Behind Blue Ant’s growing distribution business

Ahead of MIPCOM, EVP Solange Attwood talks about how international expansion, new lines of business and closer collaboration with third-party prodcos has facilitated growth.

Solange AttwoodSince launching at MIPTV in 2014 with a catalogue of around 600 hours, Blue Ant Media’s distribution and sales arm has morphed from a one-person Toronto operation to a cross-continent business with a catalogue of more than 3,500 hours.

And while it was previously focused exclusively on natural history and unscripted fare, the company has diversified its slate over the past 18 months, adding kids and family content to its remit, and burrowing deeper into the scripted space with bigger-budgeted series such as Sidemen (7 x 30 minutes), commissioned by YouTube in June.

The show, produced via Blue Ant’s L.A.-based digital arm Blue Ant Digital Studios and its U.K. subsidiary Antenna Pictures, is among a content slate of 250 hours that EVP Solange Attwood (pictured) and her team are taking to this year’s MIPCOM. And as the company looks to diversify its offerings in an increasingly crowded international marketplace, it has separated its content offerings into five distinct areas of focus: factual, nature and wildlife; “high-impact” documentary; kids and family; and scripted and digital.

Haunted Case Files (Our House Media), Hellfire Heroes (Pixcom) and Lakefront Luxury (Architect Films) are among the projects on its factual slate, the foundation upon which the distribution business has been built, says Attwood. Paranormal titles in particular have sold well for the company over the past four years, with series such as Paranormal Survivor (Our House Media) and Evil Encounters (Cream Productions) being consistent sellers for the company. Recent international deals for Paranormal Survivor include a pickup by Discovery Communications in Germany.

Meanwhile, on its nature and wildlife slate, Blue Ant is bringing six projects produced by London, U.K.-based prodco Blink Films, including Surviving the Amazon and Colombia’s Wild Coast, and a pair of projects from Amsterdam-based prodco Off the Fence Productions. One of the characteristics of this year’s MIPCOM slate, said Attwood, is a large number of third-party acquisitions from U.K.-based production companies. Blue Ant has expanded its operations in the U.K. in recent years, as it looks to develop and produce more content for the European market.  In October 2016 it established its production studio Antenna Pictures, and has since worked more closely with U.K. companies.

For its doc slate, Attwood said the company is focusing on higher-budget doc projects, given the demand for this type of content in the international marketplace. Among the buzziest of those is three-part docuseries Prison (produced by U.K. prodco Spring Films for Channel 4), which gives viewers a rare glimpse into English prisons, and the 90-minute doc How to Defuse a Bomb (produced by Ireland-based Alleycats), narrated by Liam Neeson.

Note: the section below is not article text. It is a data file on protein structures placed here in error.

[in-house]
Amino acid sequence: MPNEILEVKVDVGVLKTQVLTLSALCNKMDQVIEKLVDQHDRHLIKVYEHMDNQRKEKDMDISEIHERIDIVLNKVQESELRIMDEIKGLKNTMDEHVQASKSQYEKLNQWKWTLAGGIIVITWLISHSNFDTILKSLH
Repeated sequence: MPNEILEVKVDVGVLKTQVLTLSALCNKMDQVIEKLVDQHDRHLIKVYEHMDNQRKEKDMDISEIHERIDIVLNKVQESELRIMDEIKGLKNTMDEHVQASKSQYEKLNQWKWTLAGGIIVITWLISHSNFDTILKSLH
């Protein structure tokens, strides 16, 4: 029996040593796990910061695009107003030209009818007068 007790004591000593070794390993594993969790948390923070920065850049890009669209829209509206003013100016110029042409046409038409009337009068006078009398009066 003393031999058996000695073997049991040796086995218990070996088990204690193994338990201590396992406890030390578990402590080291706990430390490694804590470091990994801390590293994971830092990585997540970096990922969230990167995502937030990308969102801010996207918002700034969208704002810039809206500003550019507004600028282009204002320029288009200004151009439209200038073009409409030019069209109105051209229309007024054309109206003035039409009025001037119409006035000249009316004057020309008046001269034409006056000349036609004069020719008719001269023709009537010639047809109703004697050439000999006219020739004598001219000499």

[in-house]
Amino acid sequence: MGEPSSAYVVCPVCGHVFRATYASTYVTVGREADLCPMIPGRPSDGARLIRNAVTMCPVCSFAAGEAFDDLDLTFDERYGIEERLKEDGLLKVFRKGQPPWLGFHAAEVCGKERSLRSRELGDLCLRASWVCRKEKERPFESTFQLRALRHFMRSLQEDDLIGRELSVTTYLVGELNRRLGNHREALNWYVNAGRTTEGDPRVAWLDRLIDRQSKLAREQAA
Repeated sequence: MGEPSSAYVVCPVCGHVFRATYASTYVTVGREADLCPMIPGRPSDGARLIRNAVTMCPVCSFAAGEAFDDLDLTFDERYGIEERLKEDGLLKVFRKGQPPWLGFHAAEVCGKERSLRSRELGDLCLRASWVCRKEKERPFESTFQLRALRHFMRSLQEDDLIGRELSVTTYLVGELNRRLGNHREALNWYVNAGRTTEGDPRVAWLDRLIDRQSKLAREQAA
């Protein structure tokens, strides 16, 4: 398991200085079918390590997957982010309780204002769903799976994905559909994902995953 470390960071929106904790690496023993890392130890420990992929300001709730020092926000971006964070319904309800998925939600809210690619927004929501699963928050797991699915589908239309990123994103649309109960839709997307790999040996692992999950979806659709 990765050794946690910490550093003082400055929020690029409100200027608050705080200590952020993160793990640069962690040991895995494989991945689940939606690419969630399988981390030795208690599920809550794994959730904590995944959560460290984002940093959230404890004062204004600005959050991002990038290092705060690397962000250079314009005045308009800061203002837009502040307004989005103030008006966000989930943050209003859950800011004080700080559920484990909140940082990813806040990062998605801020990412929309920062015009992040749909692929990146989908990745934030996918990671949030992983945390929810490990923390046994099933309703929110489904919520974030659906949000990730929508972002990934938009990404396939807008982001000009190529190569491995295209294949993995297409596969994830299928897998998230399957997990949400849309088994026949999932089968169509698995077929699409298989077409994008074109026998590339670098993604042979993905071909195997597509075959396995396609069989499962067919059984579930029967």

While factual, natural history and docs have been the distributor’s bread and butter, it is now putting an equal push behind its premium scripted and kids and family content.

Blue Ant’s move into kids and family content came a year ago. On the production side, it launched Toronto-based animation arm Look Mom! Productions, last October. A month prior, it began distributing third-party kids content via the distribution arm.

This year, Blue Ant will introduce four new kids and family series to buyers at the TV market: Detention Adventure (LoCo Motion Pictures, Broken Compass Films), When I Grow Up! (Riverbank Pictures), The Inspectors (Litton Entertainment) and News of the Wild (Northern Pictures Kids).

Meanwhile, Blue Ant International is building out its slate of premium scripted content with a pair of third-party acquisitions from L.A.-based Six Point Harness. The first of those, Deep Space 69 follows the adventures of Jay, a space bus driver and his first mate, a koala named Hamilton.

While the distribution business has grown significantly over the past four years, Attwood stresses that prioritizing quality over quantity – and being selective in its offerings at each market – has been a key element to the company’s growth. “We’re not in the business of any sort of scale,”  said Attwood. “It’s so important in a world where it’s becoming more challenging to be discovered that we take great pride in being very selective about the content that’s part of our offering.”